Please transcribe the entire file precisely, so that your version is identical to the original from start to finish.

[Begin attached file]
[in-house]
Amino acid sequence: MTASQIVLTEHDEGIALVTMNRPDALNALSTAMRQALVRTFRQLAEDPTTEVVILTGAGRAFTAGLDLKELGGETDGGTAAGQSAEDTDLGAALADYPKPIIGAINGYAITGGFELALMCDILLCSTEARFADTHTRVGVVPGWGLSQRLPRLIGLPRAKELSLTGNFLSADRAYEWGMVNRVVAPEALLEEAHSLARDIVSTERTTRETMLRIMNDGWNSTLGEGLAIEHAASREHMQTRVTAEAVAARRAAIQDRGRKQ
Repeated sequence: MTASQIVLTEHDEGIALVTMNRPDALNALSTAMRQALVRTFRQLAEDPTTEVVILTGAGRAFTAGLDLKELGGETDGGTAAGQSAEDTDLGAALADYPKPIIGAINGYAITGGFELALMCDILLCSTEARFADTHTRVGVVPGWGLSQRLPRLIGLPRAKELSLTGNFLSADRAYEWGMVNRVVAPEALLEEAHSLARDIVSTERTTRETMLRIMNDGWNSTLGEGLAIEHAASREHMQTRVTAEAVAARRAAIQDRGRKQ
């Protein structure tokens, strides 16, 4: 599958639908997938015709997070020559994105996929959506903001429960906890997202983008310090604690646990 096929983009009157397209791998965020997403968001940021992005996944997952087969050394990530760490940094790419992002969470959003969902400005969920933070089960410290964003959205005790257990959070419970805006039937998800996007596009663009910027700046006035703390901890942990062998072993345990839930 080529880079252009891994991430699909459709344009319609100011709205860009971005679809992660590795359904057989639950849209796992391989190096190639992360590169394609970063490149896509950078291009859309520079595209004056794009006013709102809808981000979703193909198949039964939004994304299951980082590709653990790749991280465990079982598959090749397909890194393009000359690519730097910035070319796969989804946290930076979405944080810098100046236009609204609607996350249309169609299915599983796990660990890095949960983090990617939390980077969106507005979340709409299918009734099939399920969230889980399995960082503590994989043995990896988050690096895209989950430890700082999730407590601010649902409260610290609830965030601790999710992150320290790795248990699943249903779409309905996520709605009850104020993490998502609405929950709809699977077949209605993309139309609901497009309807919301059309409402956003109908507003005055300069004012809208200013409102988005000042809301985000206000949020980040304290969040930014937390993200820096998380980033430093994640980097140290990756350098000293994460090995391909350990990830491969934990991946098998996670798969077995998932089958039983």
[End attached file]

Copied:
[in-house]
Amino acid sequence: MTASQIVLTEHDEGIALVTMNRPDALNALSTAMRQALVRTFRQLAEDPTTEVVILTGAGRAFTAGLDLKELGGETDGGTAAGQSAEDTDLGAALADYPKPIIGAINGYAITGGFELALMCDILLCSTEARFADTHTRVGVVPGWGLSQRLPRLIGLPRAKELSLTGNFLSADRAYEWGMVNRVVAPEALLEEAHSLARDIVSTERTTRETMLRIMNDGWNSTLGEGLAIEHAASREHMQTRVTAEAVAARRAAIQDRGRKQ
Repeated sequence: MTASQIVLTEHDEGIALVTMNRPDALNALSTAMRQALVRTFRQLAEDPTTEVVILTGAGRAFTAGLDLKELGGETDGGTAAGQSAEDTDLGAALADYPKPIIGAINGYAITGGFELALMCDILLCSTEARFADTHTRVGVVPGWGLSQRLPRLIGLPRAKELSLTGNFLSADRAYEWGMVNRVVAPEALLEEAHSLARDIVSTERTTRETMLRIMNDGWNSTLGEGLAIEHAASREHMQTRVTAEAVAARRAAIQDRGRKQ
């Protein structure tokens, strides 16, 4: 599958639908997938015709997070020559994105996929959506903001429960906890997202983008310090604690646990 096929983009009157397209791998965020997403968001940021992005996944997952087969050394990530760490940094790419992002969470959003969902400005969920933070089960410290964003959205005790257990959070419970805006039937998800996007596009663009910027700046006035703390901890942990062998072993345990839930 080529880079252009891994991430699909459709344009319609100011709205860009971005679809992660590795359904057989639950849209796992391989190096190639992360590169394609970063490149896509950078291009859309520079595209004056794009006013709102809808981000979703193909198949039964939004994304299951980082590709653990790749991280465990079982598959090749397909890194393009000359690519730097910035070319796969989804946290930076979405944080810098100046236009609204609607996350249309169609299915599983796990660990890095949960983090990617939390980077969106507005979340709409299918009734099939399920969230889980399995960082503590994989043995990896988050690096895209989950430890700082999730407590601010649902409260610290609830965030601790999710992150320290790795248990699943249903779409309905996520709605009850104020993490998502609405929950709809699977077949209605993309139309609901497009309807919301059309409402956003109908507003005055300069004012809208200013409102988005000042809301985000206000949020980040304290969040930014937390993200820096998380980033430093994640980097140290990756350098000293994460090995391909350990990830491969934990991946098998996670798969077995998932089958039983």